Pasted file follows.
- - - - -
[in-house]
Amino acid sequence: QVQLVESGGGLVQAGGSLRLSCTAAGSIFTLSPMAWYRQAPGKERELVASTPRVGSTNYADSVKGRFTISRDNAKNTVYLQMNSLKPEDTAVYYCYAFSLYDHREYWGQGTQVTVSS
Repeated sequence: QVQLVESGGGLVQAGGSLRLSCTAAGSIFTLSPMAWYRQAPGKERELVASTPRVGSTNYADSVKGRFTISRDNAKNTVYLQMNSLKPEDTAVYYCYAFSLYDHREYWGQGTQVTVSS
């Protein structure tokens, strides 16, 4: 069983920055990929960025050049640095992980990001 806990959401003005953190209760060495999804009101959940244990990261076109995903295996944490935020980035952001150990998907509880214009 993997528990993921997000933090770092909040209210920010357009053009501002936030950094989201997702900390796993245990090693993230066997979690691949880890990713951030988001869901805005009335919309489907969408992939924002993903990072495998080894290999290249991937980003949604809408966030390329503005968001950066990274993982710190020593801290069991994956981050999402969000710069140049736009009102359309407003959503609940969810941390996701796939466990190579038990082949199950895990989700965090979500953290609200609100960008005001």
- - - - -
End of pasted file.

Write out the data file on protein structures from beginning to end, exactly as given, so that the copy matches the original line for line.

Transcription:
[in-house]
Amino acid sequence: QVQLVESGGGLVQAGGSLRLSCTAAGSIFTLSPMAWYRQAPGKERELVASTPRVGSTNYADSVKGRFTISRDNAKNTVYLQMNSLKPEDTAVYYCYAFSLYDHREYWGQGTQVTVSS
Repeated sequence: QVQLVESGGGLVQAGGSLRLSCTAAGSIFTLSPMAWYRQAPGKERELVASTPRVGSTNYADSVKGRFTISRDNAKNTVYLQMNSLKPEDTAVYYCYAFSLYDHREYWGQGTQVTVSS
């Protein structure tokens, strides 16, 4: 069983920055990929960025050049640095992980990001 806990959401003005953190209760060495999804009101959940244990990261076109995903295996944490935020980035952001150990998907509880214009 993997528990993921997000933090770092909040209210920010357009053009501002936030950094989201997702900390796993245990090693993230066997979690691949880890990713951030988001869901805005009335919309489907969408992939924002993903990072495998080894290999290249991937980003949604809408966030390329503005968001950066990274993982710190020593801290069991994956981050999402969000710069140049736009009102359309407003959503609940969810941390996701796939466990190579038990082949199950895990989700965090979500953290609200609100960008005001």